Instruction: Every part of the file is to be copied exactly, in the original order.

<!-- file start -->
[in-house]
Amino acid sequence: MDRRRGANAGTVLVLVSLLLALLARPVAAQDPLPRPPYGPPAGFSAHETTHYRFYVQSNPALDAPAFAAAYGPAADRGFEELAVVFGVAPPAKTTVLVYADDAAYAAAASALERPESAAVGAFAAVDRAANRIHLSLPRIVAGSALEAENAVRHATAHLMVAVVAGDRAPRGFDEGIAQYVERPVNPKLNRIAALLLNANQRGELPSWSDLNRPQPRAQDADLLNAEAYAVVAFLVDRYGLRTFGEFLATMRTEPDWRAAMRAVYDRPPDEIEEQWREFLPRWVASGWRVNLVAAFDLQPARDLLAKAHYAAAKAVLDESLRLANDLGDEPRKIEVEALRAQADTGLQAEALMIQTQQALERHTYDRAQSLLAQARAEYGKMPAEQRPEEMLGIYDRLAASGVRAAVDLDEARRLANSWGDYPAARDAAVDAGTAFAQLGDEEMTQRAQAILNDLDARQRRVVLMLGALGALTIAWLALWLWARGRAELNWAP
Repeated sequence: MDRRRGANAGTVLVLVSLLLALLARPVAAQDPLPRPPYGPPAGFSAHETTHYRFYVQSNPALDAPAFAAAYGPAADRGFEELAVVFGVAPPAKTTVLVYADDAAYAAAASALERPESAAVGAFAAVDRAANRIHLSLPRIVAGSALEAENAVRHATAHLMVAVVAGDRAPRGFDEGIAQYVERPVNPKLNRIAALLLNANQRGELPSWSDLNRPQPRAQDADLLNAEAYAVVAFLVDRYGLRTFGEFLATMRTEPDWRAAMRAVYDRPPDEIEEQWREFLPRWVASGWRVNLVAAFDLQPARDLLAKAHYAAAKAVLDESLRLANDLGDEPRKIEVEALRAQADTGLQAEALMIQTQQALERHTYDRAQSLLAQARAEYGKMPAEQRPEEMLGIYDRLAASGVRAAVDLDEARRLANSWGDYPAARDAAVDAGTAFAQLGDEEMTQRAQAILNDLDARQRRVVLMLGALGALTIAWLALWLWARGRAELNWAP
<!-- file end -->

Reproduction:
[in-house]
Amino acid sequence: MDRRRGANAGTVLVLVSLLLALLARPVAAQDPLPRPPYGPPAGFSAHETTHYRFYVQSNPALDAPAFAAAYGPAADRGFEELAVVFGVAPPAKTTVLVYADDAAYAAAASALERPESAAVGAFAAVDRAANRIHLSLPRIVAGSALEAENAVRHATAHLMVAVVAGDRAPRGFDEGIAQYVERPVNPKLNRIAALLLNANQRGELPSWSDLNRPQPRAQDADLLNAEAYAVVAFLVDRYGLRTFGEFLATMRTEPDWRAAMRAVYDRPPDEIEEQWREFLPRWVASGWRVNLVAAFDLQPARDLLAKAHYAAAKAVLDESLRLANDLGDEPRKIEVEALRAQADTGLQAEALMIQTQQALERHTYDRAQSLLAQARAEYGKMPAEQRPEEMLGIYDRLAASGVRAAVDLDEARRLANSWGDYPAARDAAVDAGTAFAQLGDEEMTQRAQAILNDLDARQRRVVLMLGALGALTIAWLALWLWARGRAELNWAP
Repeated sequence: MDRRRGANAGTVLVLVSLLLALLARPVAAQDPLPRPPYGPPAGFSAHETTHYRFYVQSNPALDAPAFAAAYGPAADRGFEELAVVFGVAPPAKTTVLVYADDAAYAAAASALERPESAAVGAFAAVDRAANRIHLSLPRIVAGSALEAENAVRHATAHLMVAVVAGDRAPRGFDEGIAQYVERPVNPKLNRIAALLLNANQRGELPSWSDLNRPQPRAQDADLLNAEAYAVVAFLVDRYGLRTFGEFLATMRTEPDWRAAMRAVYDRPPDEIEEQWREFLPRWVASGWRVNLVAAFDLQPARDLLAKAHYAAAKAVLDESLRLANDLGDEPRKIEVEALRAQADTGLQAEALMIQTQQALERHTYDRAQSLLAQARAEYGKMPAEQRPEEMLGIYDRLAASGVRAAVDLDEARRLANSWGDYPAARDAAVDAGTAFAQLGDEEMTQRAQAILNDLDARQRRVVLMLGALGALTIAWLALWLWARGRAELNWAP